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Making the on-set process more effective is also being assisted by what appears to be – for want of a better word – a greater sense of teamwork across VP environments. “There used to be a tendency for things to be more atomised,” said Nowak. “Whereas before when there was a problem someone might simply say ‘oh, please fix this,’ now they are more curious about why it’s not working and whether it will affect something else. There is a lot of curiosity about how [different aspects] are intertwined; for example, if people understand that the rendering power is not adequate for the processing delivery of the content, then that will slow up the schedule and affect everybody. So taking note of all that in communication with each other [is a big part of] improving production efficiency.”
As befits a still-emerging sector, Nowak expects the surrounding academic and training environment to develop markedly in the years ahead. Job descriptions are “get closer to being more transparent,” while more extensive VP courses geared towards producers and directors are inevitable. She also urged a more rigorous approach to data optimisation in what is – by any standards – an intensely data-heavy area of production: “It does require some kind of strategy in the industry as the needs are pretty comprehensive, although I think that more extensive pre-planning [can certainly make a major difference].”
Virtual production: ‘A commitment to R&D funding’
Published in the final days of 2022, the latest Global Film and Video Production Report from Altman Solon provided a host of illuminating findings about VP sector growth – while also exploring some of its more existential challenges. With 40% of those surveyed now using VP tools, the recent growth trajectory is in no doubt, although broader economic factors on the media landscape could be starting to have an impact.
Derek Powell, Director of Altman Solon, told IBC 365: “With increased scrutiny of production budgets, we have seen some pullback in the number of projects being greenlit in recent months. However, virtual production is increasingly becoming a tool the creative community wants to use to produce their stories. In part, this is due to the cost and time savings that VP brings to the table, but also because it allows them to keep innovating the movie-making process. [Therefore] we continue to see a commitment to R&D funding in VP to further develop the tools and technologies to support filmmakers’ requirements. The next generation of VP tools will have the benefit of gleaning the production experiences of the current set of VP offerings, building on what’s working best, and delivering new solutions to the marketplace. Going forward, VP should become more cost-effective and time-efficient, while allowing for filmmakers to continue innovating how they make films and programmes.”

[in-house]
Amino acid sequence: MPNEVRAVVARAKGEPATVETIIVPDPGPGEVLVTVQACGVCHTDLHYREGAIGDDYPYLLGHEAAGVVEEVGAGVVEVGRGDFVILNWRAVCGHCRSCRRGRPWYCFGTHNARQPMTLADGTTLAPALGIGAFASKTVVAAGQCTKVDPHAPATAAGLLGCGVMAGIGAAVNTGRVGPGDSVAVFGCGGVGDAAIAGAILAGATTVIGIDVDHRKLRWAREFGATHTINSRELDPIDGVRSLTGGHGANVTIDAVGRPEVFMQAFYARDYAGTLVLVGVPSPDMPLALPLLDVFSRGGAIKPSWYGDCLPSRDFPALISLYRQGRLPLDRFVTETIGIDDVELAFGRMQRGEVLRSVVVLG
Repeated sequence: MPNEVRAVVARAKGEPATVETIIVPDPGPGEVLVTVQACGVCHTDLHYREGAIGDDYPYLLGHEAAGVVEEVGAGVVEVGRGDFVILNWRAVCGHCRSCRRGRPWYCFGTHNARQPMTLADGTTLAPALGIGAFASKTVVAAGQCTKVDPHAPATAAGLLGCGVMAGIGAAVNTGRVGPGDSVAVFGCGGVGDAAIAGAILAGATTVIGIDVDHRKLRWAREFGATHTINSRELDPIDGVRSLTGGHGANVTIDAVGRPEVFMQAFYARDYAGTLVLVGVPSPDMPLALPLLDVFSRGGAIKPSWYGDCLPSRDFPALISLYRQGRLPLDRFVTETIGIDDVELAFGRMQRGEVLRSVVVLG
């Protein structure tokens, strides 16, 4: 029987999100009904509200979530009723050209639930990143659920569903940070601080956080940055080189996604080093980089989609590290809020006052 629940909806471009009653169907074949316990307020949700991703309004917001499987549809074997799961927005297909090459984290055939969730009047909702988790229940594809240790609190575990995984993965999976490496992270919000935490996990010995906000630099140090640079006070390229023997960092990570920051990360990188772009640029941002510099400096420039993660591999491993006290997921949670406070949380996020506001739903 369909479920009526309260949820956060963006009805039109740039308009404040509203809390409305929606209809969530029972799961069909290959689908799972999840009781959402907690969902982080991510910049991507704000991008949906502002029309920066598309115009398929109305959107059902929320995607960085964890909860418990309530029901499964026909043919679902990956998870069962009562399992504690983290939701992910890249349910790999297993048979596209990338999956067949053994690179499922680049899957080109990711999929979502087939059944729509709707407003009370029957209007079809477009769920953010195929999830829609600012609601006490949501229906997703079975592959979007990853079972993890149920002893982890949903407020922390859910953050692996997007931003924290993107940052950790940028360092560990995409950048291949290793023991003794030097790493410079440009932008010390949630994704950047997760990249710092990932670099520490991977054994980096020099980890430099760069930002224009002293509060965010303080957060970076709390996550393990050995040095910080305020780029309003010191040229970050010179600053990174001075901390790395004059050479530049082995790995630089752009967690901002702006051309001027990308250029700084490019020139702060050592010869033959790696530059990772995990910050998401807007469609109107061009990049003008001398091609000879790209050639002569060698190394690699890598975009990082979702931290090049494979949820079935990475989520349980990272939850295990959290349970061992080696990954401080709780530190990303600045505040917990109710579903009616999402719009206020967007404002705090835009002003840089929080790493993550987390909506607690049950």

The low-carbon potential of VP has been much discussed, but as Powell indicated this is something that will require rigorous planning and execution. The reduction of travel-related carbon is one undoubted benefit: “Since VP requires fewer crew members to be on the production set, it can help mitigate the immediate environmental impact of filmmaking by reducing travel.”
But the impact of the colossal amounts of data that will have to be generated, moved and managed cannot be underestimated. “Over the long-term, VP’s data-intensive nature requires a significant amount of storage, processing, and movement of data/files. To address this issue, other parts of the technology stack, especially data centres and component makers, need to take the lead in making the production process more sustainable. As production companies become larger consumers of storage and cloud services, they will have more leverage in demanding sustainable practices from their vendors.”
Virtual production: ‘A noticeable change in representation’
In terms of inclusivity, there are considerable grounds for optimism, with Powell noting that production companies are “already making strides in prioritising the recruitment of diverse candidates for VP jobs. The survey reveals that 52% of respondents reported an upswing in recruitment efforts and a noticeable change in representation over the past two years. [Moreover] executives we interviewed for the survey made it clear that the old, networking-heavy recruitment models that have been used in Hollywood for decades won’t cut it for VP. Studios must now seek candidates in adjacent industries like gaming, AR/VR, animation, automotive and transport and architecture, as well as increasing on-campus recruitment to find candidates with the necessary technical skills.”
Along with the fundamental technical skills involved in day-to-day production, the survey underlines the importance of building strategic and business support functions to ensure that the foundations of the sector are both stable and substantial. “Through VP, studios can collect and analyse more data than ever, but currently this is not happening as much as it could,” said Powell. “Some of this is due to cultural challenges or inertia within the organisations, but there is also a lack of talent with strong analytical or business strategy experience who can prove the case for more data use. Recruiting data experts from sectors like tech and finance could help, but there needs to be buy-in throughout the organisation.”
If those aspects can be successfully addressed, then the sector’s future looks assured. Last word to Powell: “Ultimately, it will take some innovative business leaders at the studios and streamers to convince their organisations to prioritise data use. The benefits of using data to the efficiency and bottom line of a production are significant.”